Feb 1, 2011

Protecting Brick Pavers and Steps from Winter damage

Options for protecting your paving stones and steps from de-icing materials

I was recently contacted by a civil engineer in eastern Pennsylvania about solutions to protect interlocking pavers and modular retaining wall blocks & caps from the ill effect of de-icing materilas during the winter months. Below is his email and my response for helping his clients protect their investment in high density concrete pavers & blocks.

Civil Engineer:
I enjoyed finding and reading your blog today.  I am a civil engineer in eastern PA and so I spec a lot of modular retaining walls, but have never seen a contractor provide the detail and information that you do for post-installation maintenance.
I did have one question that i would like to pick your brain about, if you have the time.  Quite a few of the people who install these also salt the modular retaining wall steps over the winter and I've seen them crack, chip and deteriorate even sometimes after just one or 2 winters.  Is this normal and should I warn them about salting the stairs?  Because it seems that affects the block more than the temperature variation.
My Response:
Good to hear from you.  I am assuming you are referring to commercial or municipal applications which use alot of rock salt during the winter.  There are a few things that I believe will help this problem. Modular retaining walls & caps are denser than poured concrete so there absorption rates are less.  Assuming you are specifying a quality product, it should considerably outlast poured concrete but corrosive materials will still break down their structural integrity or surface.

The first and easiest step would be for them to reduce the amount of rock salt used. I know liability is a factor but excessive use of rock salt will break down any concrete product. Also, the use of liquid de-icers are showing better results too.

The second option is for them to use a calcium chloride based product or similar "ice" melt (white pellets), NOT rock salt.  I know this is not usually reasonable with municipalities. Residential applications can easily switch to this option. This option is more expensive but preserves the life of the concrete products and is better for the surrounding landscaping.

Another option would be to seal the high density concrete pavers, walls, & caps with a water base paver sealant.  This is a tricky situation in commercial or municipality applications.  The reason is that the areas need to be cut off from access for prep cleaning, sealant application, and curing.  If you do in sections, the result of  the sealer may show some noticeable differences due to weather & temperature conditions during appliapplicationo, the sealer will initially be slick which can create some liability issues if wet. This sealant will wear in over a few weeks.  Residential applications can easily be controlled.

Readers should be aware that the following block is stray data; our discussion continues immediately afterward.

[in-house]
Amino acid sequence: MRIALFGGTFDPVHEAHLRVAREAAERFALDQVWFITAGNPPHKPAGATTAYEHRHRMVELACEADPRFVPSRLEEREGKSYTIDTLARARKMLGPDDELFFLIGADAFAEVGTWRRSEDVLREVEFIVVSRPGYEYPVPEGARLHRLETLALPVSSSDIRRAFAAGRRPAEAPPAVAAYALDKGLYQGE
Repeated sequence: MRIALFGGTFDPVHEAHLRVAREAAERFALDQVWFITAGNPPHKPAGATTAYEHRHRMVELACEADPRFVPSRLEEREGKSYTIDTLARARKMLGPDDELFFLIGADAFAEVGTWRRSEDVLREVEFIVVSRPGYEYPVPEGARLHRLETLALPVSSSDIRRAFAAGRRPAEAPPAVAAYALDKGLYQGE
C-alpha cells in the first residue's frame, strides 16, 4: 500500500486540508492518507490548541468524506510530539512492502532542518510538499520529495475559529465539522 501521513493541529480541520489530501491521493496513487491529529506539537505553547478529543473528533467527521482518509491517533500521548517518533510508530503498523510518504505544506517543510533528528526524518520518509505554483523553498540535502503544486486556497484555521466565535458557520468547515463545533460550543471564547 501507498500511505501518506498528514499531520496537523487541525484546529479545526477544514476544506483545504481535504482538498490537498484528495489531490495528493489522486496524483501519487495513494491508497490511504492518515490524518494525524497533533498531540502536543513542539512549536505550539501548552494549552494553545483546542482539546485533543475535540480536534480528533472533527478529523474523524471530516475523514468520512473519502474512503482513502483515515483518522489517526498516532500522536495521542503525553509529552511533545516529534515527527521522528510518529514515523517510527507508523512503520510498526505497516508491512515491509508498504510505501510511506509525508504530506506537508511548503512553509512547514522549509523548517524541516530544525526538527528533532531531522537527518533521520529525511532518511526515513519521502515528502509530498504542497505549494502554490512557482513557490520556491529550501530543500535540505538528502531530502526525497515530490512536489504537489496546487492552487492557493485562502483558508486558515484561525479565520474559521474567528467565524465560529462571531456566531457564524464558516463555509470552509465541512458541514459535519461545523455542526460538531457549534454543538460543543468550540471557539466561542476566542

One last option that comes with an initial large cost but is greatly recouped over the years is the use of heating coils. There are several options of heating the paving stones & modular retaining wall system and I can not claim on being an expert on their use but only on their results.  When you consider the cost savings of salt application (labor & product) and long-term replacement cost versus the added electric bill (or natural gas) and initial installation cost, melting snow & ice with an effective heating system makes financial sense.

The Step treads should be modular retaining wall cap units that are adhered to the wall blocks that create the rise.  These caps units can be pre-sealed weeks before installing them since they do not require any compaction. These cap units take the brunt of traffic and weathering.  Modular retaining wall & cap units do not have the same density as the paving stones.  The faces of the wall units used for step rises can also be pre-sealed if the project is not too large. Pre-sealing paving stones is not feasible.  Pre-sealing will add to the installation cost and needs to be included in the initial bidding specifications. Keep in mind that good paver sealants in normal conditions only last 2-3 years and will need future application.

I also need to stress the use of a quality product.  High density & low absorption rates are critical.  Unilock, Inc is one of the best throughout the Midwest and your area. They have plants in New York and I am sure they are distributing in your area. There are many other good paver & wall block manufacturers and if you are considering one, check there independent test results for density (psi) and absorption rates. Cover yourself in the initial specifications by specifying minimum rates.

The damaging effects of Winter, frost heaving & de-icing materials, are one of the main reasons interlocking pavers and modular retaining wall systems were created. But the biggest threat to the structural integrity of concrete products are de-icing materials.  De-icing materials, especially rock salt, can penetrate the concrete products and begin to etch & deteriorate the surface, therefore speeding up the ill effects of weathering. The options above will help you avoid future repair & replacement costs from the effects of Winter.